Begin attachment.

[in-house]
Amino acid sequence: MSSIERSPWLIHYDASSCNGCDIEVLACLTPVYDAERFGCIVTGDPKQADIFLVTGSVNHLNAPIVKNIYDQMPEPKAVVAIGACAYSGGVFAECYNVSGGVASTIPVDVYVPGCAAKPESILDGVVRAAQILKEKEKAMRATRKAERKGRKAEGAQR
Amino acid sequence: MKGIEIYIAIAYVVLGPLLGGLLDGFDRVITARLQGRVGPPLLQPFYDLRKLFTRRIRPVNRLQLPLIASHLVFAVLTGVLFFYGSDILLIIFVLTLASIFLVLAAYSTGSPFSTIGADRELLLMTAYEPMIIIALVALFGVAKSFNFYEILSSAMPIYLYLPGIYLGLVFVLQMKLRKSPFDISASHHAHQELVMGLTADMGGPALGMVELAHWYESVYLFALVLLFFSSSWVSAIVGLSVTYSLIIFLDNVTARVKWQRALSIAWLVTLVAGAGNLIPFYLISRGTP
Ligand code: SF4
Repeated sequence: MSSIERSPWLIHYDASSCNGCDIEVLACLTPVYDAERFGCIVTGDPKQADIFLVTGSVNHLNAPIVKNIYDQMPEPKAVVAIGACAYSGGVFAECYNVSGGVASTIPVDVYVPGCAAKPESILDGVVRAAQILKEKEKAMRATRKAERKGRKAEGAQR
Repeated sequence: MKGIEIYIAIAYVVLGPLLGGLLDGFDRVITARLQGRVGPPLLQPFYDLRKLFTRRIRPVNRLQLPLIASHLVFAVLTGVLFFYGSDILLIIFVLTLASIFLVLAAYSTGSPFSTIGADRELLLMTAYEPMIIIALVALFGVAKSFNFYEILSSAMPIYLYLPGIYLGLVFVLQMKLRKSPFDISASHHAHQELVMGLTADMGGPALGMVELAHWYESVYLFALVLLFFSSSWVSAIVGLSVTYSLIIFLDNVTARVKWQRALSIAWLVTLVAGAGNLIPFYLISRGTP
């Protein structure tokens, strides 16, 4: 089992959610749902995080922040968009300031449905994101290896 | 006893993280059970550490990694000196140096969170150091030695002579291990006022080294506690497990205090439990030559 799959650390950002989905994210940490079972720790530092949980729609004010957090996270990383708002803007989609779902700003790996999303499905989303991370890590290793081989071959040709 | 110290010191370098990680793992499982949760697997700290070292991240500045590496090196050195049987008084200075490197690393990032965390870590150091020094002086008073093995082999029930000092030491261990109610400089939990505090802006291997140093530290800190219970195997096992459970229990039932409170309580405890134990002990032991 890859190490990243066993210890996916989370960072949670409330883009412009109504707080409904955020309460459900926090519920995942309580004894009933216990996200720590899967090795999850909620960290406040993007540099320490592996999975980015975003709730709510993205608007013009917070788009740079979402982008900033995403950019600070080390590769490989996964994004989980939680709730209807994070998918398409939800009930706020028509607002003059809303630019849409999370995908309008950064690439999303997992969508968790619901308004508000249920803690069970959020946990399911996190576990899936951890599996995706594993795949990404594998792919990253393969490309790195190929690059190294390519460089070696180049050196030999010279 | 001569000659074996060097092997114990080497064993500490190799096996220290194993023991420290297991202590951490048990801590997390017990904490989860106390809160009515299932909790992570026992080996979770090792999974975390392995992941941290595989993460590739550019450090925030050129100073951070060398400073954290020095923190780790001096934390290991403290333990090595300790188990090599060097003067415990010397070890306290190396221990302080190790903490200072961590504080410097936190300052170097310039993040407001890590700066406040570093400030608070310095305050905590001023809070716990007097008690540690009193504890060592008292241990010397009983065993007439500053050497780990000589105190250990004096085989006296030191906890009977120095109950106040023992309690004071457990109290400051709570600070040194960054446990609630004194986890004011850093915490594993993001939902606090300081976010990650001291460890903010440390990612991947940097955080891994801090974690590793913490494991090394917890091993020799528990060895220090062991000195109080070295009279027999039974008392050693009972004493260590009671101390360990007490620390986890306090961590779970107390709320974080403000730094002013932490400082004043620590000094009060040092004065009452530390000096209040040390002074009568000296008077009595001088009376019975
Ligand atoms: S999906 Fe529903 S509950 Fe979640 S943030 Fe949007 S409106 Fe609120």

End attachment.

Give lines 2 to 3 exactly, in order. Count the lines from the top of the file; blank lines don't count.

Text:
Amino acid sequence: MSSIERSPWLIHYDASSCNGCDIEVLACLTPVYDAERFGCIVTGDPKQADIFLVTGSVNHLNAPIVKNIYDQMPEPKAVVAIGACAYSGGVFAECYNVSGGVASTIPVDVYVPGCAAKPESILDGVVRAAQILKEKEKAMRATRKAERKGRKAEGAQR
Amino acid sequence: MKGIEIYIAIAYVVLGPLLGGLLDGFDRVITARLQGRVGPPLLQPFYDLRKLFTRRIRPVNRLQLPLIASHLVFAVLTGVLFFYGSDILLIIFVLTLASIFLVLAAYSTGSPFSTIGADRELLLMTAYEPMIIIALVALFGVAKSFNFYEILSSAMPIYLYLPGIYLGLVFVLQMKLRKSPFDISASHHAHQELVMGLTADMGGPALGMVELAHWYESVYLFALVLLFFSSSWVSAIVGLSVTYSLIIFLDNVTARVKWQRALSIAWLVTLVAGAGNLIPFYLISRGTP